Summary

On October 15, 2012, the Council of the European Union adopted Council Decision 2012/635/CFSP, which strengthens existing EU sanctions against Iran.  Although the EU does not go as far as to implement a comprehensive economic embargo eliminating nearly all trade with Iran (as has the United States), this most recent action shows that multilateral trade restrictions continue to be strengthened against Iran due to concerns about its nuclear development program. In brief, the new EU restrictions include prohibitions on:

  • Transactions between EU financial institutions and Iranian banks and other financial entities without approval by the competent authority of a Member State;
  • Importation, purchase, or transport of Iranian natural gas into or through a Member State;
  • Transfer to Iran from the EU of (i) graphite and raw or semi-finished metals, software for integrating industrial processes, and (ii) key naval equipment and technology for ship-building, maintenance, or retrofit;
  • Construction by a Member State of new oil tankers for Iran;
  • Provision of flagging and classification services to Iranian oil tankers and cargo vessels;
  • Supply of vessels for the purpose of transporting or storing Iranian crude oil and petrochemical products.  

Furthermore, the Council Decision freezes the assets of certain designated persons and entities involved in nuclear or ballistic missile activities or providing support to certain sectors of the Government of Iran.

Background on Existing EU Sanctions Directed Against Iran

As we have previously advised, in January 2012 the EU introduced sanctions targeting Iran’s petroleum, petrochemical, energy, and financial sectors.  For example, those sanctions:

  • Prohibited persons within the EU from importing, purchasing, or transporting Iranian crude oil, petroleum, and petrochemical products, as well as the furnishing of any financial assistance related to transactions involving these items;
  • Prohibited the sale, supply, or transfer by EU persons of “key equipment and technology,” directly or indirectly, for the subject Iranian industries;
  • Froze the assets of the Central Bank of Iran and other designated persons held by EU persons or located within the EU. 

In March 2012, as we also advised, the EU clarified and implemented certain of the restrictions summarized above.

New EU Sanctions Directed Against Iran

Council Decision 2012/635/CFSP introduces several new Iran-related restrictions:

  • Financial transactions.  All transactions between EU financial institutions and Iranian banks and other financial entities are prohibited immediately unless licensed in advance by the competent authority of a Member State.  The Council has implemented this restriction in order to prevent the (i) transfer to, though, or from the territories of Member States; or (ii) the transfer to or by nationals of Member States, entities organized under their laws (including branches abroad), or persons or financial institutions in the territories of Member States -- “of any financial or other assets or resources that could contribute to Iran’s proliferation-sensitive nuclear activities or the development of Iran’s nuclear weapon delivery systems.” The prohibition includes entering into, or continuing to participate in, transactions with:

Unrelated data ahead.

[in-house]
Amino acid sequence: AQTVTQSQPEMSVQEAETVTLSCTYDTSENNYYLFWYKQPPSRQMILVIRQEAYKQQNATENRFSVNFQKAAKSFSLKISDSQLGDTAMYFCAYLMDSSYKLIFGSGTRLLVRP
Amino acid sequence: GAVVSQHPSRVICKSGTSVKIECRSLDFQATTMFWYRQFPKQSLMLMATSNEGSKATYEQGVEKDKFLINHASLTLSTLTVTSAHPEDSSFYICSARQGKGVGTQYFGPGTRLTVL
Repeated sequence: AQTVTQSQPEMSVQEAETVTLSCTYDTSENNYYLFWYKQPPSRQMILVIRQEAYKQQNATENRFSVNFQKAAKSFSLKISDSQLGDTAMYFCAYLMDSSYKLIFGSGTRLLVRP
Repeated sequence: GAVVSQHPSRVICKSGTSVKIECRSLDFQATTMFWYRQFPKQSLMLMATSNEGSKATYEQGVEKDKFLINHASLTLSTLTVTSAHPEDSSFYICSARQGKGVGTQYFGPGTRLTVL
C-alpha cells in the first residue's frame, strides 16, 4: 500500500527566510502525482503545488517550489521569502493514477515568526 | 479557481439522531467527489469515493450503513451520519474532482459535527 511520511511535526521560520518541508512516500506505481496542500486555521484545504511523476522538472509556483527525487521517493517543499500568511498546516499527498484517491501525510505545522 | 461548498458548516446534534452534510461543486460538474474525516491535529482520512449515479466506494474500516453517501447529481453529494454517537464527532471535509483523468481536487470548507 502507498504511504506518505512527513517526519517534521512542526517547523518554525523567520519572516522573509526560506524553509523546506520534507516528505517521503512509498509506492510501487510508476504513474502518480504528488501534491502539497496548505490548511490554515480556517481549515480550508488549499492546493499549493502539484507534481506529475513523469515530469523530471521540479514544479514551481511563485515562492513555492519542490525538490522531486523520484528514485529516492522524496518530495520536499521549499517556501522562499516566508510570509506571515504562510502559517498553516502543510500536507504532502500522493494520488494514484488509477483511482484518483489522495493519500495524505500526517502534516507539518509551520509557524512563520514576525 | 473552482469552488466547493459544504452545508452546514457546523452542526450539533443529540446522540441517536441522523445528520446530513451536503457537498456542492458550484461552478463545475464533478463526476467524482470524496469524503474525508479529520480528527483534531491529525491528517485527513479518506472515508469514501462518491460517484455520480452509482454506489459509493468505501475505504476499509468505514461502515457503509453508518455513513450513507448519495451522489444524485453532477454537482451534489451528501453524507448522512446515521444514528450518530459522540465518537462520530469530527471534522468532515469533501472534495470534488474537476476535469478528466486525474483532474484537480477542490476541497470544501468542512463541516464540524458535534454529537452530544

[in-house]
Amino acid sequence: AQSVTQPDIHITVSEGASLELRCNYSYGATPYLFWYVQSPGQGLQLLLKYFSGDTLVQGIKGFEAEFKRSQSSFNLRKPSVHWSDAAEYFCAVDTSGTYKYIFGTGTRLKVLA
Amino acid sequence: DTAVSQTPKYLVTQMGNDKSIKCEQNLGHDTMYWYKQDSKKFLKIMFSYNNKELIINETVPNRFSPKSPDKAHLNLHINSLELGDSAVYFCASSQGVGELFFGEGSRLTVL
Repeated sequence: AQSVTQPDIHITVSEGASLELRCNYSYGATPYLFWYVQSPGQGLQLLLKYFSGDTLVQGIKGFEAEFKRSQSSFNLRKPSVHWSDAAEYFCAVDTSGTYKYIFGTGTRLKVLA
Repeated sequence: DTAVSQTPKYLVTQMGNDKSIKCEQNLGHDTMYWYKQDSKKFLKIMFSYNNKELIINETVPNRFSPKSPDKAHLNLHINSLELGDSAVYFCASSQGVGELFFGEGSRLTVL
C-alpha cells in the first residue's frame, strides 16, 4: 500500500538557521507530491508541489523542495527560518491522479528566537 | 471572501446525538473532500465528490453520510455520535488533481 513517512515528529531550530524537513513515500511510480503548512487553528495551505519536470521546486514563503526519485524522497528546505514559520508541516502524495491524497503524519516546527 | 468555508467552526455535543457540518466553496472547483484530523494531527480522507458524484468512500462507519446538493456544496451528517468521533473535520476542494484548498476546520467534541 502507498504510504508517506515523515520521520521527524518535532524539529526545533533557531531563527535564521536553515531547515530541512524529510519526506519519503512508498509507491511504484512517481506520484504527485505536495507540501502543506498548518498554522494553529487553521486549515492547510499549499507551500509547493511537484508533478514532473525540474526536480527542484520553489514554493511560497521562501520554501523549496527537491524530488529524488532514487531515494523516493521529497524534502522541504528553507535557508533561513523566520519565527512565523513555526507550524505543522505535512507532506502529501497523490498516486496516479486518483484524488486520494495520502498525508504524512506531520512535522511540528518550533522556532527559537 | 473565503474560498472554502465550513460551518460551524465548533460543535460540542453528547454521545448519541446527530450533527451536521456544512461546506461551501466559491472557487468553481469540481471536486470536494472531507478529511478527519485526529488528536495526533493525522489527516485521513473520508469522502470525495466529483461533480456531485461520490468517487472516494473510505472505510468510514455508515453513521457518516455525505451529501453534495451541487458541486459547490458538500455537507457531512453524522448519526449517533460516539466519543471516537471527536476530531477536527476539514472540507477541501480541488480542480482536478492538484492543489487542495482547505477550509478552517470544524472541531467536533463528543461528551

• Banks domiciled in Iran, including the Central Bank of Iran;
    • Branches and subsidiaries inside or outside of the Member States of banks domiciled in Iran;
    • Financial entities wherever located controlled by persons and entities domiciled in Iran.

The Decision provides that Member States must authorize in advance transfers of funds relating to foodstuffs, health care, medical equipment, agricultural, or humanitarian purposes over €100,000, personal remittances over €40,000, and transactions exempt from, or not prohibited by, the Decision, for Iranian consular/diplomatic missions, and the satisfaction of claims against Iran over €10,000.  For all but the latter category, which shall be decided on a case-by-case basis, no prior authorization or notification is required for transfers below €10,000, but prior notification is required to the competent authority of a Member State if between €10,000 and the respective thresholds listed above. 

All other transactions between EU and Iranian financial institutions are prohibited, unless they are explicitly authorized in advance by the competent authority of a Member State under the strict conditions discussed above, which must be notified to other Member States. Under these conditions, only authorized transfers can continue.